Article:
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Step 19

ON BODILY AND MENTAL VIGILANCE.

1. Amongst the attendants of an earthly monarch, some are vested in robes of state, without armour, others carry battle-axes, many bear shields, or swords. There is a wide difference between the first and the last, and they cannot be compared one with the other. For the first are either the relatives or intimate friends of the sovereign; but they who are clothed in armour are merely his officers and domestics. Such is the order and rank of those who dwell in the palaces of earthly kings.

2. Let us learn from this the rank and order in which we should present ourselves before the Lord, our heavenly King, during our prayers at eventide, midnight, or in the course of the day. During their evening devotions some address their supplications to Him with arms extended, clothed only with spiritual ornaments, and disengaged from all terrestrial cares. Others stand before His Divine Majesty whilst chanting in His honour their psalms and canticles of jubilation and praise. Several are principally employed in reading the Holy Scriptures. Others, whose intellectual capacity is not so great, courageously resist drowsiness by manual labour. And not a few keep their attention alive by the meditation of death, which awakens in their bosoms sentiments of true compunction. Of all the solitaries here mentioned, the first and the last are they who employ the hours of watching in exercises the most holy and divine. The second adopt a method less excellent, and which is common to all religious. The vigils of the remainder are spent far less perfectly. Nevertheless, God accepts these presents from these differently disposed persons, and varies His judgment according to the zeal and fortitude they display in His service.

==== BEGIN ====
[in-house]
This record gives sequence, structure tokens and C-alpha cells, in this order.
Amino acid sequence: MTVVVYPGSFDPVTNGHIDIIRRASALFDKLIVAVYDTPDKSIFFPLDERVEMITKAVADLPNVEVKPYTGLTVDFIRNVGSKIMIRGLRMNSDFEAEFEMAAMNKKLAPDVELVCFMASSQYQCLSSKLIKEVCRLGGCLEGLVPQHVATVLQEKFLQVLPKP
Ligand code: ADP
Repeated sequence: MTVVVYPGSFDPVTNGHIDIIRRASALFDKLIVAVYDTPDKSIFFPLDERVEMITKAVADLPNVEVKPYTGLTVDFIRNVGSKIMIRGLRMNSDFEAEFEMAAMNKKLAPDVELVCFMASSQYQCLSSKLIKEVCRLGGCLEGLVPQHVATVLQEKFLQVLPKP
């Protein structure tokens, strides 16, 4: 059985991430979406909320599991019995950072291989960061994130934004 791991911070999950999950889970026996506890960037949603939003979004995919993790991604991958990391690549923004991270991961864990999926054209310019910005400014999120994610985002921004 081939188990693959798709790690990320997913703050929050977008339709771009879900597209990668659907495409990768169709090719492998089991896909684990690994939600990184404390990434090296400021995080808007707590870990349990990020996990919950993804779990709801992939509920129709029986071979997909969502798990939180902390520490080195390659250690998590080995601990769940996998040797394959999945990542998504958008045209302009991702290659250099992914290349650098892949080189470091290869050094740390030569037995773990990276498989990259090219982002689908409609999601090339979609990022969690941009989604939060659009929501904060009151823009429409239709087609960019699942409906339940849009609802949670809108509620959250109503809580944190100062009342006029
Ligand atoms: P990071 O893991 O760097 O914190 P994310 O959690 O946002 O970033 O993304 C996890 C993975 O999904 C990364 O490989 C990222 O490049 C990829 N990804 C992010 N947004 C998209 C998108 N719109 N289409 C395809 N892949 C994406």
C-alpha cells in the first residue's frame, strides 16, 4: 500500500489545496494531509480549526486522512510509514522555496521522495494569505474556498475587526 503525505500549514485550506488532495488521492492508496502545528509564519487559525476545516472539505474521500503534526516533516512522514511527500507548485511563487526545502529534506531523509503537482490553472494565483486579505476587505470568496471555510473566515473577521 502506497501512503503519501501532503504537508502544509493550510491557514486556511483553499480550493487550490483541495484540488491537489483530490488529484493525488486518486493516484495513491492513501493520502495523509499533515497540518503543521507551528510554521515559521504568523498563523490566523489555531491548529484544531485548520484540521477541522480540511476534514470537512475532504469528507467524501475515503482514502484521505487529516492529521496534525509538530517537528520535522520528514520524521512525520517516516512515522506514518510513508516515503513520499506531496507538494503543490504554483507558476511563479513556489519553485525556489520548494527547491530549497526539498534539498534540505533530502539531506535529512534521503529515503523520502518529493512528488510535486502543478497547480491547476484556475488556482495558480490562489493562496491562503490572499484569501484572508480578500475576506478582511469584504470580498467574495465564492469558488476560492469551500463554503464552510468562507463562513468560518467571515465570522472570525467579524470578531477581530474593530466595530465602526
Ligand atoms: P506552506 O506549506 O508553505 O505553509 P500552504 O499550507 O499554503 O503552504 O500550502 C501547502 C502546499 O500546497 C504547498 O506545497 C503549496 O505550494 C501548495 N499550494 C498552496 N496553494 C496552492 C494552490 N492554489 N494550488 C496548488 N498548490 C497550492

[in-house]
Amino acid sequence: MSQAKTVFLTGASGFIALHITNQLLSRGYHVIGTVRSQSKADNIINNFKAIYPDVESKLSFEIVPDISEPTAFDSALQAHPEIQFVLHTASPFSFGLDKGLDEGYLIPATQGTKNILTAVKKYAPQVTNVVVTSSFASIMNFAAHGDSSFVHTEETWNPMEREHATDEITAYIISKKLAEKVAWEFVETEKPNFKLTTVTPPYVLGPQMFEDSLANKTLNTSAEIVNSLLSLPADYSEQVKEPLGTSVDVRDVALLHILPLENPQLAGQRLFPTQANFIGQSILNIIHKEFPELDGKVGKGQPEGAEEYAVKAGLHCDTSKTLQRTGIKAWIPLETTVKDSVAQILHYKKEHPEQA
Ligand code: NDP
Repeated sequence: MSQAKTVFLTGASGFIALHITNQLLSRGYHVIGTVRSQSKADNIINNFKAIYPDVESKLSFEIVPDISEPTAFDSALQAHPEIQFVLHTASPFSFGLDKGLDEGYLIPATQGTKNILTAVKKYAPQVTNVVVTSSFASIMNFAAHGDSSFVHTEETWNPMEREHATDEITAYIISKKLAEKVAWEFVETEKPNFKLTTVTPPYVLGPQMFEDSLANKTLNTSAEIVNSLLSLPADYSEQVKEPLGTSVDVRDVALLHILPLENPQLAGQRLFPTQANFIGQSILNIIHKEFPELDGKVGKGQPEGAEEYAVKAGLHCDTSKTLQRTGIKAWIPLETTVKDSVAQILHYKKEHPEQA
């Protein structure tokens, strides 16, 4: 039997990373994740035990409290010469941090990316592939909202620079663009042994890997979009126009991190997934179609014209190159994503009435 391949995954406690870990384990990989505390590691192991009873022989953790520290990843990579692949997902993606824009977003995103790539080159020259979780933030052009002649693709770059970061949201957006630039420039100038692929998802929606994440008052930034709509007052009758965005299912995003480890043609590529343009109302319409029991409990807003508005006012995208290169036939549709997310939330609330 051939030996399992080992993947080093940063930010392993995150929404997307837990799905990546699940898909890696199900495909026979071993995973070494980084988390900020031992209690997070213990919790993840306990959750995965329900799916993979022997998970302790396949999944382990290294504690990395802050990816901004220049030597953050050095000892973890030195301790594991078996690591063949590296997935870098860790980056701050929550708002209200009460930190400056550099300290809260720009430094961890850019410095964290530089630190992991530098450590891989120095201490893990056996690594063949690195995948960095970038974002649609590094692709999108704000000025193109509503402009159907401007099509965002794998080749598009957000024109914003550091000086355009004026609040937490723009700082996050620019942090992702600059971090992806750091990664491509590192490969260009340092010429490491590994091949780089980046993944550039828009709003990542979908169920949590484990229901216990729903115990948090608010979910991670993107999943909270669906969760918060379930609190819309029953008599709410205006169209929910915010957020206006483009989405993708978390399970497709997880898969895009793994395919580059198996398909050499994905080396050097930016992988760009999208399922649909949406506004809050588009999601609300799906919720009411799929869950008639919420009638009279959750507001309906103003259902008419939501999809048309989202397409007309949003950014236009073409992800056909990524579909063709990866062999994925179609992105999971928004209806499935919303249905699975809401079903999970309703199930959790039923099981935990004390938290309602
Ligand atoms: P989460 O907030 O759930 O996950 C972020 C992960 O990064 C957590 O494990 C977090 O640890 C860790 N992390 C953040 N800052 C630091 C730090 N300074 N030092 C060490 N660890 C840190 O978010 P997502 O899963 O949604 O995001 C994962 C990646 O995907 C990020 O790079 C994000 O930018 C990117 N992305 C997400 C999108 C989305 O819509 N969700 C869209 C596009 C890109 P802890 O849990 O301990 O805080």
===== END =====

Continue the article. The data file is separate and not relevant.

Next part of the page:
3. The eye of the body which watches, purifies the eye of the mind. Protracted sleep obscures the light of the soul.

4. The solitary who loves watching is the enemy of incontinency; but he who indulges in immoderate sleep has usually impurity for his companion.

5. Holy watching cools down the ardour of sensuality; it is the banishment of obscene songs; the fountain of penitential tears; the fixed attention and careful superintendence of our thoughts; the salutary warmth which quickly digests our nourishment, that it may not oppress the chest; the extermination of the passions; the bridle of an indiscreet tongue; the dispersion of all the clouds, the annihilation of all the phantoms, which darken with their shadows the purity of the mind, and trouble its repose.

6. The solitary that is vigilant is a spiritual fisherman, who, without distraction from sensible objects, observes with diligence all his thoughts during the silence and repose of the night, and who seizes them, arrests them, and permits not one of them to escape.

7. The solitary who loves God hears the bell for divine office with joy, and exclaims: “Courage, my soul, courage”. But the sluggard, with much regret, cries out: “Alas! Alas!”.

8. As gluttons display their intemperance during their meals, so do those who are cold in the service of God, show forth their tepidity in the time of prayer. The first leap with joy at the sight of a well-spread table, the latter grow sad when they are summoned to prayer.

9. A too great indulgence in sleep produces a forgetfulness of holy things; whilst watching purifies the imagination and the memory.

10. As it is into the granary and the corn-bin that husbandmen gather their treasures, so is it in the prayer of the evening and of the night, that solitaries amass their store of virtue, their treasures of knowledge.